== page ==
15.     <script language="javascript">
  16.     function testTOC()
  17.     {
  18.         var title = $(‘lnkToggleTOC’).title;
  19.         assertEquals("should be Show the table of contents", "Show the table of contents", title);
  21.         toggleTableOfContents();
  23.         var title = $(‘lnkToggleTOC’).title;
  24.         assertEquals("should be Hide the table of contents", "Hide the table of contents", title);
  26.     }
  27.   </script>
  28.  </body>
  29. </html>

There are some differences in this test. Firstly the html contains some markup, that I’m using as the containers for my table of contents. The table of contents has a header and the contents in the form of an empty ordered list. Now I know that I want the javascript to execute when the page is loaded, so I’ve written this test to assume that the script will run and will inject and element called ‘linkToggleToc’ which is the show/hide link next to the heading. Therefore the first line of the test uses prototype.js element selector notation to set a local variable called title to the value of the title of the element that has the id ‘linkToggleToc’. If the script failes to execute then this element will not be present and the subsequent assert will fail. If the assert succeeds, then we call the toggleTableOfContents function and then repeat the same evaluation only now we are checking to see if the link has been changed.

The code for tableOfContents.js is as follows:

  1. span class=”st0″>’load’‘Show the table of contents’‘Hide the table of contents’‘list-toc’).hide();
  2.     $(‘tableOfContentsHeader’‘inline’‘a’, { ‘id’: ‘lnkToggleTOC’, ‘href’: ‘javascript:toggleTableOfContents()’, ‘title’: titleShowTOC, ‘class’: ‘ctr’ }).update("[show]");
  4.     $(‘tableOfContentsHeader’‘after’‘list-toc’‘lnkToggleTOC’).update(‘[show]’);
  5.         $(‘lnkToggleTOC’‘lnkToggleTOC’).update(‘[hide]’);
  6.         $(‘lnkToggleTOC’).title = titleHideTOC;
  7.     }
  8. }

Now if we run this test in the same way we executed the previous test it will pass. I accept that this example is a bit contrived since I know it already works and I’ve skimmed over some of the details around it. The point I’m trying to make though is that you can write unit tests for pretty much any kind of JavaScript you need to write, even tests for scripts that do dom manipulation, or make AjaxRequests etc.

Setting up the JsUnit server so you can run it in a build

JsUnit ships with its own ant build file that requires some additional configuration before you can run the server. The top of the build file contains a number of properties that need to be set, here’s what you set them to ( using the paths that I’ve been using in the above example)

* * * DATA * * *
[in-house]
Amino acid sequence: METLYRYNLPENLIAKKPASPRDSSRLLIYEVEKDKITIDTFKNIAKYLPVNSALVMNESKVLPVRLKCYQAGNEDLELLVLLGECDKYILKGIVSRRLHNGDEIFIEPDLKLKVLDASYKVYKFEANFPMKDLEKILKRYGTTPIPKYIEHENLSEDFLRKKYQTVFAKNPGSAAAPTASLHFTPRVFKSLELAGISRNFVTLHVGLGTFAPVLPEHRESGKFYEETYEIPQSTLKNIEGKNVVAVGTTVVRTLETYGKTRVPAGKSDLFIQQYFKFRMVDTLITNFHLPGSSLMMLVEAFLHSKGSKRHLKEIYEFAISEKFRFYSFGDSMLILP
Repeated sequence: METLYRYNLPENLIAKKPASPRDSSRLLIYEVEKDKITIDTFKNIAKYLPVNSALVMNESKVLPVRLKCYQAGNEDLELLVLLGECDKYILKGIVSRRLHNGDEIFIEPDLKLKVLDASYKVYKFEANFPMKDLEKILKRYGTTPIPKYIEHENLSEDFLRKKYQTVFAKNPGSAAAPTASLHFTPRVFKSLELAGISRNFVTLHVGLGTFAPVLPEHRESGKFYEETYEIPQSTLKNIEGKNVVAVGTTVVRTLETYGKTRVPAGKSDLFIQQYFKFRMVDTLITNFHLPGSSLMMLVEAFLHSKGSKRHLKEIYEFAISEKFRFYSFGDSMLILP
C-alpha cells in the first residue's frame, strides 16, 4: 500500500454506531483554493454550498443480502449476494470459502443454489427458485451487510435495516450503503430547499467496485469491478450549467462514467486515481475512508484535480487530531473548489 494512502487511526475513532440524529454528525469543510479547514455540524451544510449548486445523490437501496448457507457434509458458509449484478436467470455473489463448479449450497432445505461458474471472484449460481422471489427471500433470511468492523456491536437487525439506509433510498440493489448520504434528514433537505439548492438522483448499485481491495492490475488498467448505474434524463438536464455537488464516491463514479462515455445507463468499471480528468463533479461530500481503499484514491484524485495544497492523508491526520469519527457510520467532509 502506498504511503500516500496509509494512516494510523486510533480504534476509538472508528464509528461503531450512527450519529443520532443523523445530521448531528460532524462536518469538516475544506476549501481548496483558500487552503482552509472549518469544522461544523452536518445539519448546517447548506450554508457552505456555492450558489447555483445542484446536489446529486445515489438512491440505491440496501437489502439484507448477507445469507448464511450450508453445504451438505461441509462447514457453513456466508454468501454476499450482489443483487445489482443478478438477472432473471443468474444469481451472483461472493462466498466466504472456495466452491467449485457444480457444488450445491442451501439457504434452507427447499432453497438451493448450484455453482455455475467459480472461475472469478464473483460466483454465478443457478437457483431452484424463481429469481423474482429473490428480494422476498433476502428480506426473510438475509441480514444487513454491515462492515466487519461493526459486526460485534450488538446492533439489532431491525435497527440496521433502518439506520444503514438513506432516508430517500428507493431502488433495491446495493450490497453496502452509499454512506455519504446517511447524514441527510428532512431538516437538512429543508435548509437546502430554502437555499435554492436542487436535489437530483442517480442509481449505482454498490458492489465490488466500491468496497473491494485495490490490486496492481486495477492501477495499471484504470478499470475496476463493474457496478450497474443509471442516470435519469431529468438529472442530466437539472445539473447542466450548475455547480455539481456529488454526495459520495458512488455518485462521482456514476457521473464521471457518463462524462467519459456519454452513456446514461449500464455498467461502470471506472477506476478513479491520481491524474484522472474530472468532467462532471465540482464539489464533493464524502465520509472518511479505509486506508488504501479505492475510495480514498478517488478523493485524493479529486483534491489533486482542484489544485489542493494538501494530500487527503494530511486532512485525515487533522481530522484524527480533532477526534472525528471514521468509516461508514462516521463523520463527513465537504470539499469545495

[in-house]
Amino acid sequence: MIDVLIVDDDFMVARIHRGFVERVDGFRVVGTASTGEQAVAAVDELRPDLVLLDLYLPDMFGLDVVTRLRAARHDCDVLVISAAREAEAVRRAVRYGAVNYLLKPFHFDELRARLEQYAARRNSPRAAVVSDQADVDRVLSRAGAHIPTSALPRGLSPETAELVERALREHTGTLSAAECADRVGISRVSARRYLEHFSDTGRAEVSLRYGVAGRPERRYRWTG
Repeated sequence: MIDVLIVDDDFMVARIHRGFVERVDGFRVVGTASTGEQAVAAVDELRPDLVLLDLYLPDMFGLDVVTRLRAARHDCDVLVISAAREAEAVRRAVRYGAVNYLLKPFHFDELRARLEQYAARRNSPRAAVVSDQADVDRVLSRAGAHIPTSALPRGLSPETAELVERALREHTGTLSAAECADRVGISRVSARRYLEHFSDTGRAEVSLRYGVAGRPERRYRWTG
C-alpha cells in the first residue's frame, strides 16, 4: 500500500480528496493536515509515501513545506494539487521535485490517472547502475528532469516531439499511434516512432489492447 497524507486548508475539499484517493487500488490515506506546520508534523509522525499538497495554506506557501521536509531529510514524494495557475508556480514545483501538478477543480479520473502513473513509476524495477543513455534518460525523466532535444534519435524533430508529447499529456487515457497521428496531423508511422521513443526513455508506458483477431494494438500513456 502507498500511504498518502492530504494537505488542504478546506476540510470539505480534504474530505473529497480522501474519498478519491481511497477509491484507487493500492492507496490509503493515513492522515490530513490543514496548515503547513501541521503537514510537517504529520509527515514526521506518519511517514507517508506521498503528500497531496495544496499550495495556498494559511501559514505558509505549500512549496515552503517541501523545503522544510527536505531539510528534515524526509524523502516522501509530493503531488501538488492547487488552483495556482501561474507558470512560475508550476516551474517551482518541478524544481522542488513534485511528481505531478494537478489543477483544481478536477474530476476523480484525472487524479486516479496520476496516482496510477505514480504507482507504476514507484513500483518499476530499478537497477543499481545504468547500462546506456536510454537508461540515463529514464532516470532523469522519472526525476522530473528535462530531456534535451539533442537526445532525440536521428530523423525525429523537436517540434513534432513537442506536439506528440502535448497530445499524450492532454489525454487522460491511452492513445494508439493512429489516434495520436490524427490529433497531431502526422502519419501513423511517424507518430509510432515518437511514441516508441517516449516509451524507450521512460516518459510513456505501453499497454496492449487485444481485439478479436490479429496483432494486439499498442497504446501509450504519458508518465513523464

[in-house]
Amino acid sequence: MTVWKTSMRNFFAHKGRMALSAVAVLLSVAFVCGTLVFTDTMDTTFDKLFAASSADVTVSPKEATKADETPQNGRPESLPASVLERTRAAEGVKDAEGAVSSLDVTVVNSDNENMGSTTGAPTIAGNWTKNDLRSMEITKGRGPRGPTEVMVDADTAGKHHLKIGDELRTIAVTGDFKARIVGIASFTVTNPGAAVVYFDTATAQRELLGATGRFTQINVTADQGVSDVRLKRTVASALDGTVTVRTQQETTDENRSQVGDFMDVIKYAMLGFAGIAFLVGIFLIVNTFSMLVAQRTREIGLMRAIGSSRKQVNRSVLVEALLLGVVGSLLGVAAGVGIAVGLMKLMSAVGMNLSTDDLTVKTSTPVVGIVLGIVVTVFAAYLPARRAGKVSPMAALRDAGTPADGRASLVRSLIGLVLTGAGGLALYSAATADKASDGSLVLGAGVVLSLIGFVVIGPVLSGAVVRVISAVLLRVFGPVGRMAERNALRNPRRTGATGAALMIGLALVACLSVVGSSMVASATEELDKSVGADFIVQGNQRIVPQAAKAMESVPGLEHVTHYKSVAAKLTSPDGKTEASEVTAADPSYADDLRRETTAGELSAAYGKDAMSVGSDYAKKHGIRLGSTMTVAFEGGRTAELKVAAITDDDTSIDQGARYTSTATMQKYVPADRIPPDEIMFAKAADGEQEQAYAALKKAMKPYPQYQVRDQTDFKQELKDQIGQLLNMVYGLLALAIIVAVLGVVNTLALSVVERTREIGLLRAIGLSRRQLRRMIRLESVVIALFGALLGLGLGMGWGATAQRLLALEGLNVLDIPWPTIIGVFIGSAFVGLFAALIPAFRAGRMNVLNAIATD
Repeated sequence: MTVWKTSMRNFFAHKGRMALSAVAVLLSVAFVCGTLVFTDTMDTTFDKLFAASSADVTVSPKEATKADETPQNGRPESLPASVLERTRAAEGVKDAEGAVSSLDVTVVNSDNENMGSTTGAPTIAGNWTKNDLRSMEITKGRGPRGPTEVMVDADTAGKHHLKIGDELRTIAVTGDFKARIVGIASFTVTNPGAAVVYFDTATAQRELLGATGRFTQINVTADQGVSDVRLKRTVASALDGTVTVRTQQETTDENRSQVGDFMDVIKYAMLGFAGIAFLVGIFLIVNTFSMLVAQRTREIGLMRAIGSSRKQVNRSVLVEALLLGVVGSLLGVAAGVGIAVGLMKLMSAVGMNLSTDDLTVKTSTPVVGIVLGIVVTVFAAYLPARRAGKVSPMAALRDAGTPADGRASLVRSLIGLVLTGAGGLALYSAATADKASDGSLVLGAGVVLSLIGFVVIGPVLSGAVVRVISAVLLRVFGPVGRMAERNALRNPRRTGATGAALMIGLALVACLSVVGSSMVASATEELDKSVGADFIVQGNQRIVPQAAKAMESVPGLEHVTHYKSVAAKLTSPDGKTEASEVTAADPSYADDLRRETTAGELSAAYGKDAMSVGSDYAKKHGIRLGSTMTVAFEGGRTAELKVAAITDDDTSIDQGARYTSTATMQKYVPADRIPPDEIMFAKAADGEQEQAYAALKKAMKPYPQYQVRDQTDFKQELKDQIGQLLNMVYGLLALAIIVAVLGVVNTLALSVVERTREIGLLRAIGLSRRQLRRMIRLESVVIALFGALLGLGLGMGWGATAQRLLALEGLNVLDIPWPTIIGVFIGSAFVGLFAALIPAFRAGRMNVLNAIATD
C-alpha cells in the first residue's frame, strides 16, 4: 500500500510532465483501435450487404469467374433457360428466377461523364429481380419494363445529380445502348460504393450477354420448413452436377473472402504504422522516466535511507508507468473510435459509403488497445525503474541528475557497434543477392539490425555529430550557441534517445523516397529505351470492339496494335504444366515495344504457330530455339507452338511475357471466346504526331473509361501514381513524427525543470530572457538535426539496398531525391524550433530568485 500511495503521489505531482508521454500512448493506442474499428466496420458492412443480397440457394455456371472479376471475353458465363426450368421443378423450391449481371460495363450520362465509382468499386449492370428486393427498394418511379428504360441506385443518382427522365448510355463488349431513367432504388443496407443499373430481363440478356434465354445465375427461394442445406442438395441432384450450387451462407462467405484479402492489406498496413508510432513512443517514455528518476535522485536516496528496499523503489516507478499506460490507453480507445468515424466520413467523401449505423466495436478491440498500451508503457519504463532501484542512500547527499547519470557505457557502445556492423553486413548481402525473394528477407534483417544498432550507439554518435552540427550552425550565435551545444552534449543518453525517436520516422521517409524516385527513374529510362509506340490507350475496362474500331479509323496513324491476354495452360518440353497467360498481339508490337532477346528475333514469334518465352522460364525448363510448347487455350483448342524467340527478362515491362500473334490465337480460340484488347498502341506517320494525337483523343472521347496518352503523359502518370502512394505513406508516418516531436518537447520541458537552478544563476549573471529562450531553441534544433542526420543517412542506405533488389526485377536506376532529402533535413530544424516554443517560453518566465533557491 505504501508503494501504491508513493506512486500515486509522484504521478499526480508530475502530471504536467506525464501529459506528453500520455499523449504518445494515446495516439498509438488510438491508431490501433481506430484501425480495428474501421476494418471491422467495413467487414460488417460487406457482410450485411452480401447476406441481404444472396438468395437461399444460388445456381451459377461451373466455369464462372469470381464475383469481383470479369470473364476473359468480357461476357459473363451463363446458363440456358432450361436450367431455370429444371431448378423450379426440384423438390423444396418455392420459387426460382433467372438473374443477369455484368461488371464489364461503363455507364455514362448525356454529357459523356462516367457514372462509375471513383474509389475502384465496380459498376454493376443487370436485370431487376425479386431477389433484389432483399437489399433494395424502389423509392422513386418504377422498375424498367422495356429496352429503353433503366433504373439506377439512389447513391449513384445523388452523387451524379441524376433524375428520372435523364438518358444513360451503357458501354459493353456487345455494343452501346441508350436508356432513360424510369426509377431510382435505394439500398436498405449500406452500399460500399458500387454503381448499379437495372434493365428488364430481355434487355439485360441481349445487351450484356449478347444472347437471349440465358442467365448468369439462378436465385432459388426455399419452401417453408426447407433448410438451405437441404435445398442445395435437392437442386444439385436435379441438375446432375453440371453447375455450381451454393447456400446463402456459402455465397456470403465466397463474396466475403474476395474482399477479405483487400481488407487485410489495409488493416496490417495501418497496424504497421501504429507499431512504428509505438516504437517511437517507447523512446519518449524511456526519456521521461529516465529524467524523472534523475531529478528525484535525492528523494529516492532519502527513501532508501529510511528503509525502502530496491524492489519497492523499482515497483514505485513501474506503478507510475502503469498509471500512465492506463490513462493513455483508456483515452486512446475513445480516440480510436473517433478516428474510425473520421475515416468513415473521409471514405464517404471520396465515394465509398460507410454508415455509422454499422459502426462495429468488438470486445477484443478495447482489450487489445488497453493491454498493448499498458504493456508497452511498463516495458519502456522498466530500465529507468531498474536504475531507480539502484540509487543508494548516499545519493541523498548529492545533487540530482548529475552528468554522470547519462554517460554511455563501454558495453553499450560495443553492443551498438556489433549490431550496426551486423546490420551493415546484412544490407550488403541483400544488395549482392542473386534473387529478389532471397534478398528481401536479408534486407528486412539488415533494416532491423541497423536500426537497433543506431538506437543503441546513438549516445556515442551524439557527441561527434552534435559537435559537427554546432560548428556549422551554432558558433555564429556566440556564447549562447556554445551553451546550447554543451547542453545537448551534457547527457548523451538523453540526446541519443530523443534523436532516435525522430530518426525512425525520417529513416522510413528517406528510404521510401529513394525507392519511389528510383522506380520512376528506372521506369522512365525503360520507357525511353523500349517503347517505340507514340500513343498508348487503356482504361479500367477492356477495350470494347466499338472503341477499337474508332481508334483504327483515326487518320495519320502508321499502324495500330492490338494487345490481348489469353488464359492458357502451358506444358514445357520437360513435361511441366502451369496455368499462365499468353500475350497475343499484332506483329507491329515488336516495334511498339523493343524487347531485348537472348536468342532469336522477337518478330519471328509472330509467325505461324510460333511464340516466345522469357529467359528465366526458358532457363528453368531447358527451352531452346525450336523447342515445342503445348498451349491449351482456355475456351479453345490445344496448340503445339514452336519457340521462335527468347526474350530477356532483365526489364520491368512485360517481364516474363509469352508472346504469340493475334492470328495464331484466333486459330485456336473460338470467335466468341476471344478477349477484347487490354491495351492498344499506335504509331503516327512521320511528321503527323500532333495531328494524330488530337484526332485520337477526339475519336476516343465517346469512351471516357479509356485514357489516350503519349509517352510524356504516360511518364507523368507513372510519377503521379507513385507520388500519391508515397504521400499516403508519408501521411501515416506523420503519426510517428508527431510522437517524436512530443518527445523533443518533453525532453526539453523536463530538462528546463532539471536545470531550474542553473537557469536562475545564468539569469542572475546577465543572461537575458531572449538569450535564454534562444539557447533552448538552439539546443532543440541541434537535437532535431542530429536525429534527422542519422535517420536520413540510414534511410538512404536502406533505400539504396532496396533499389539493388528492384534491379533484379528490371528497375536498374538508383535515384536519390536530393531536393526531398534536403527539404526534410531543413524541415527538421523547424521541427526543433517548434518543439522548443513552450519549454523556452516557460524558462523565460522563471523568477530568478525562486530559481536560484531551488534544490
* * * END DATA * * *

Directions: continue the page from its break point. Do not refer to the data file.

2. <project name="JsUnit" default="create_distribution" basedir=".">
  4.   <property
  5.     name="browserFileNames"
  6.     value="/usr/bin/firefox-2" />
  8.   <property
  9.     id="closeBrowsersAfterTestRuns"
  10.     name="closeBrowsersAfterTestRuns"
  11.     value="false" />
  13.   <property
  14.     id="ignoreUnresponsiveRemoteMachines"
  15.     name="ignoreUnresponsiveRemoteMachines"
  16.     value="true" />
  18.   <property
  19.     id="logsDirectory"
  20.     name="logsDirectory"
  21.     value="/my-jsunit-tests/results/" />
  23.   <property
  24.     id="port"
  25.     name="port"
  26.     value="9001"  />
  28.   <property
  29.     id="remoteMachineURLs"
  30.     name="remoteMachineURLs"
  31.     value="" />
  33.   <property
  34.     id="timeoutSeconds"
  35.     name="timeoutSeconds"
  36.     value="60" />
  38.   <property
  39.     id="url"
  40.     name="url"
  41.     value="file:///jsunit/testRunner.html?testPage=/my-jsunit-tests/tocTest.html" />
  42. </project>

You can then type the following command in the root of the jsunit distribution to launch the jsunit server, executes the test, and outputs a test results log file, formatted just like JUnit, and reports that the build was either successful or not if the test fails.

  ant standalone_test

Remember that in this example I’ve used a simple Test Page, however JsUnit, like any XUnit framework allows you to specify Test Suites, which is how you would run multiple Test Pages. Also the parameters in the build file woudn’t be hardcoded in you continuous integration process but would rather be passed in, and you would want to call it from your projects main ant build file … all of which is pretty simple to configure, once you know what is you want to do and what’s possible.